Connecting Veteran to WIOA

The Thurston County WorkSource informed the veteran that she was eligible for services through the Workforce Innovation and Opportunity Act (WIOA). Veterans and eligible spouses can be recipients of public assistance with WIOA funds. The Care Coordinator followed up with the veteran, who was waiting for a Thurston County WorkSource representative to explain how WIOA will help her purchase the items. The veteran her told that she was not sure how things were going to work.

The Care Coordinator advised the veteran to make an appointment with the Thurston County WorkSource representative. Time was of the essence; the veteran had limited time to get the equipment she needed because she was starting her new job very soon.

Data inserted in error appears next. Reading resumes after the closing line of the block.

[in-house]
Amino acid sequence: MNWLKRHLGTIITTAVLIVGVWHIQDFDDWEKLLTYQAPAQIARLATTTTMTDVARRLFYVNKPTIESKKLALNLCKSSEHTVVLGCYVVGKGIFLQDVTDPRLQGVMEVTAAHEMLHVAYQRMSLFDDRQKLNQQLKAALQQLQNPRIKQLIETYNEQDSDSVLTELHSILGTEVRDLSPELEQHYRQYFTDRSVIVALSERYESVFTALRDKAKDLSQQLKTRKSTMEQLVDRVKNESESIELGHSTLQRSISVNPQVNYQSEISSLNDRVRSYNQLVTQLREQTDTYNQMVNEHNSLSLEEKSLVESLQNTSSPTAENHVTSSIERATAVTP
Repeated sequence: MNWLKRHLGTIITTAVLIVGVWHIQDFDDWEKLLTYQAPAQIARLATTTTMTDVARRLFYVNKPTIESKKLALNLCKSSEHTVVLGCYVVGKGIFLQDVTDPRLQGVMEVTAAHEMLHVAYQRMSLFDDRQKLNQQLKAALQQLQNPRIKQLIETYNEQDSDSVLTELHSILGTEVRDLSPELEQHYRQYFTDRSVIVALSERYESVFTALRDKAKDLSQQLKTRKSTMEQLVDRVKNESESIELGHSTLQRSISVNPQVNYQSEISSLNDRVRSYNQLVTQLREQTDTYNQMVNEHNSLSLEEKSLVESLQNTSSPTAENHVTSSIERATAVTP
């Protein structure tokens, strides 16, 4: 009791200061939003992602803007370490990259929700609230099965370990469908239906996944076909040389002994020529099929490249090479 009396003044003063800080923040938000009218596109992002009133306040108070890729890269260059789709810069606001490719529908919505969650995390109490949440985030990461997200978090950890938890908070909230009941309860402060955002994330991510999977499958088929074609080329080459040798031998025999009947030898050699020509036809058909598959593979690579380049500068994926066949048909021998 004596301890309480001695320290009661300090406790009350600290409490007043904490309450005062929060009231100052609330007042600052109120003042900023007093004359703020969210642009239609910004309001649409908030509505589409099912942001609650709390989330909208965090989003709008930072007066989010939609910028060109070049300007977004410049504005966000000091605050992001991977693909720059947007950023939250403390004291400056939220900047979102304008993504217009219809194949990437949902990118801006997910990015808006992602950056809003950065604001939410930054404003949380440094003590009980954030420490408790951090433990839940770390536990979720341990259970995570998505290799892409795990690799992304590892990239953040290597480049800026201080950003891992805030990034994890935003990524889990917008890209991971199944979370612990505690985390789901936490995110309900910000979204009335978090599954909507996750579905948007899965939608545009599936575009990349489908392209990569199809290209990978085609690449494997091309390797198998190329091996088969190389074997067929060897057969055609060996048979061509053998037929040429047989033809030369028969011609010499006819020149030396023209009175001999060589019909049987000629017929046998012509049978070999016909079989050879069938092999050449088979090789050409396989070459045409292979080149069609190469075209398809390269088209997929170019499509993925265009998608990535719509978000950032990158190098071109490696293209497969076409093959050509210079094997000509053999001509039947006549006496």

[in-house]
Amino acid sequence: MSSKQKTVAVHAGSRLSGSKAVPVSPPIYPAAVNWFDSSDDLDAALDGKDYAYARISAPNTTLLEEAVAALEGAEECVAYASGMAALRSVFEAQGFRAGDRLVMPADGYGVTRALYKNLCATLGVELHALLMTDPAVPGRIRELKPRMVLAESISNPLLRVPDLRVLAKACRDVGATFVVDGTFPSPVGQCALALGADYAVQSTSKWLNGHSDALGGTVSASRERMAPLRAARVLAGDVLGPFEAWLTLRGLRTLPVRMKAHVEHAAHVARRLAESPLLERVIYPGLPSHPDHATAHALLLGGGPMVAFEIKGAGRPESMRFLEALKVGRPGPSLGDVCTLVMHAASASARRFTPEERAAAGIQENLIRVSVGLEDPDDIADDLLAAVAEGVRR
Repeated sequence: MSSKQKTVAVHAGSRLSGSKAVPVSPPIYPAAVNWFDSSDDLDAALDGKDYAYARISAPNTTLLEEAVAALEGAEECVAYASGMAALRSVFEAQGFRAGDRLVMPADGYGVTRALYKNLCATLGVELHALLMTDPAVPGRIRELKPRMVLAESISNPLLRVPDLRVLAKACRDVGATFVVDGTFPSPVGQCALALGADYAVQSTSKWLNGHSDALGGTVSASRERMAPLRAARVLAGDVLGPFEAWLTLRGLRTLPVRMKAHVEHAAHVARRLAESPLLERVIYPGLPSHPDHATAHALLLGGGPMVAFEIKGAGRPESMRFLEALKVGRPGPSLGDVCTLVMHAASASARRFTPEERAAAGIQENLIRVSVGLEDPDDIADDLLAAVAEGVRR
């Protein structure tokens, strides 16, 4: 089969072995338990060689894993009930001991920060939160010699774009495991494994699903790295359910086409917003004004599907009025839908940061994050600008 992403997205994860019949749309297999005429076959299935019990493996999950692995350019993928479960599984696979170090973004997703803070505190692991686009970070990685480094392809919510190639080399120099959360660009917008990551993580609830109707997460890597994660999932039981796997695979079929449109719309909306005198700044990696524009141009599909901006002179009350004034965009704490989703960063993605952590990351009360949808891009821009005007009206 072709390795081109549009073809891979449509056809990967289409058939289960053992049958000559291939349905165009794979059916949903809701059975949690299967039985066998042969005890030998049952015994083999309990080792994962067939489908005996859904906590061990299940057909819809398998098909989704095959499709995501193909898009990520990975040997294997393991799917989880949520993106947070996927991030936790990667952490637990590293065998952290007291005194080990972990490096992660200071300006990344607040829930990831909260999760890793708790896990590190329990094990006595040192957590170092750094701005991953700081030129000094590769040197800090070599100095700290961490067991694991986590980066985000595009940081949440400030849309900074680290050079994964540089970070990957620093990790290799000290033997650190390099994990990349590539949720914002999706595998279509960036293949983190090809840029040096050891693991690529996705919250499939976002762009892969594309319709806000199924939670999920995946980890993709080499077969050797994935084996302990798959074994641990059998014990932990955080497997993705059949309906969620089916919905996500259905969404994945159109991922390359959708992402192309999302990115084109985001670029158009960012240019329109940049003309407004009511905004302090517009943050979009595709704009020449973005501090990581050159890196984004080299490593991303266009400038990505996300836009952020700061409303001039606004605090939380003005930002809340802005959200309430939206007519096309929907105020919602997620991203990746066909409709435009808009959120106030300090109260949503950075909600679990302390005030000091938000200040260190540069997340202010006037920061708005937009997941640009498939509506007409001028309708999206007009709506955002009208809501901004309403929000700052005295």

Seeking Financial Assistance for Utility Bills

The veteran had a secondary need: unpaid utility bills. The Lacey Veterans Services Hub worked on the problem with her, connecting her to the Veterans Family Fund of America. This fund could assist in paying for her outstanding utility bills, but the veteran needed to reach out to this program.

The Care Coordinator advised the veteran that all programs require application and screening for eligibility, so she should make contact soon to see if eligible for services. The veteran stated she would act in the next couple of days.

Searching for Alternate Resources, No Stone Unturned

The veteran was contacted by the Thurston County Work Source representative who forwarded her to WIOA for assistance. The Care Coordinator also spoke to Vocational Rehab for aid while the veteran continued working with WIOA. The Care Coordinator contacted Vocational Rehab and the American Legion to see if they can also help with the veteran’s work needs. The Care Coordinator also monitored the assistance for the veteran’s past due utility bills.